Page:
Jo Porter 23 July 2021

Children's social care review reveals system in urgent need of reform

Childrens social care review reveals system in urgent need of reform image

There is often tension between the rigid statutory framework around child protection and the frontline child protection work done with families. A common issue at the point at which care proceedings are issued, is whether it is felt that the parents have been supported enough by children’s services and, if not, whether that support may have prevented the family reaching crisis point.

On 17 June, LocalGov drew attention to an independent review of children’s social care, ‘The Case for Change’. This review drew from work undertaken with professionals within the system, families who had had involvement with the system along with researchers and academics. It identified several issues within the children’s social care system and invites feedback by 13 August 2021 for the next phase of the review.

The chair, Josh McAlister, describes the children’s social care system as 'a 30 year old Jenga tower held together with Sellotape: simultaneously rigid and yet shaky', an analogy that many working within the system will recognise.

A significant issue identified is that services are too focused on families in crisis rather than providing the early help and support that may have prevented the families reaching crisis point, an issue frequently explored when matters come before the courts. How is it possible, therefore, to utilise elements of the current system, with its imperfections, to firstly maximise the chance of identifying the families that need assistance and provide the necessary support?

A local authority has a general duty under s17 Children Act 1989 to safeguard and promote the welfare of children in their area and to promote the upbringing of children by their families, encapsulating the duty for families to be supported as much as possible.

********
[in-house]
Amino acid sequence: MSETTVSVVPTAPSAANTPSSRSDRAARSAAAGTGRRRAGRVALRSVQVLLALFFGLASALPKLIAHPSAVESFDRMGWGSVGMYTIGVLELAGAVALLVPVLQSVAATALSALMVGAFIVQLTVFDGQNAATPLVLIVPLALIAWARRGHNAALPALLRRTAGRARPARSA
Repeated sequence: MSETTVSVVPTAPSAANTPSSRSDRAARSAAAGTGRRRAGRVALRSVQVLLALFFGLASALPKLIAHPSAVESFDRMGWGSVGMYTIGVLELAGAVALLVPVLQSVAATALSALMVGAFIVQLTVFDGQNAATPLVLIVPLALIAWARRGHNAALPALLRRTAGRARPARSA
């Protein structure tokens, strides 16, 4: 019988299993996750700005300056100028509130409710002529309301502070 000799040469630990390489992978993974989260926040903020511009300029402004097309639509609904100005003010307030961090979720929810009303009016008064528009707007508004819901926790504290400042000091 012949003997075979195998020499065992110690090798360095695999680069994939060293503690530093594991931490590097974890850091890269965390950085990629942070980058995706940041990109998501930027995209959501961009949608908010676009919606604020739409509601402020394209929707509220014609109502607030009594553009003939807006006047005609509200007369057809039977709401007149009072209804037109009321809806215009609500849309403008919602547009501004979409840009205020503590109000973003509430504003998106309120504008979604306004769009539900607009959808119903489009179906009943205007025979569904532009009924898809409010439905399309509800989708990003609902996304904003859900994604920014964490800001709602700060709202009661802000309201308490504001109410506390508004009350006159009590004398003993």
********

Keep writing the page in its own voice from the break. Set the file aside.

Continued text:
Initial assessment is key. The identification of the challenges that individual families face is crucial when tailoring the support required. This seems to be a logical statement, but the identification of the challenges and the availability of the correct support is something identified in Case for Change as an issue for this system under strain. In addition, the types and availability of support has been significantly impacted upon by the pandemic.

S17 support is very wide ranging with Sch2 Part 1 of Children Act 1989 setting out the duties in more detail. These duties include provision of family centres and, amongst other things, support for families in terms of maintenance of their homes and other practical provisions for children living with their families. The physical provision of the services set out in this schedule is not mandatory but a local authority must consider them and provided where appropriate. Financial constraints on children’s services will clearly have a bearing on this.

Section 20 accommodation is something that local authorities are, rightly, now cautious of after several recent court decisions. The Public Law Working Group considers that the appropriate use of s20 accommodation can assist a family to avoid crisis. The emphasis here is on the correct use of s20 accommodation with the necessary understanding and informed consent of the parents.

If matters do have to proceed to the pre-proceedings procedure, the pre-proceedings letter should identify clearly what the issues for the family are so that the parents understand the issues and what they can do to address them with the support offered.

The importance of the support available from the extended family and the use of family group conferences, raised in The Case for Change review, is also a helpful resource when looking at what community support structure can be built around a struggling family.

The challenges for professionals working within children’s social care are clear, especially during such a difficult time. Professionals have little choice but to work within the current system with all of its challenges. Assessment and support is key in identifying issues and avoiding crisis. This may not always be possible, but the attempts themselves may prove key and give the best possible chance.

Jo Porter is a barrister at 4PB

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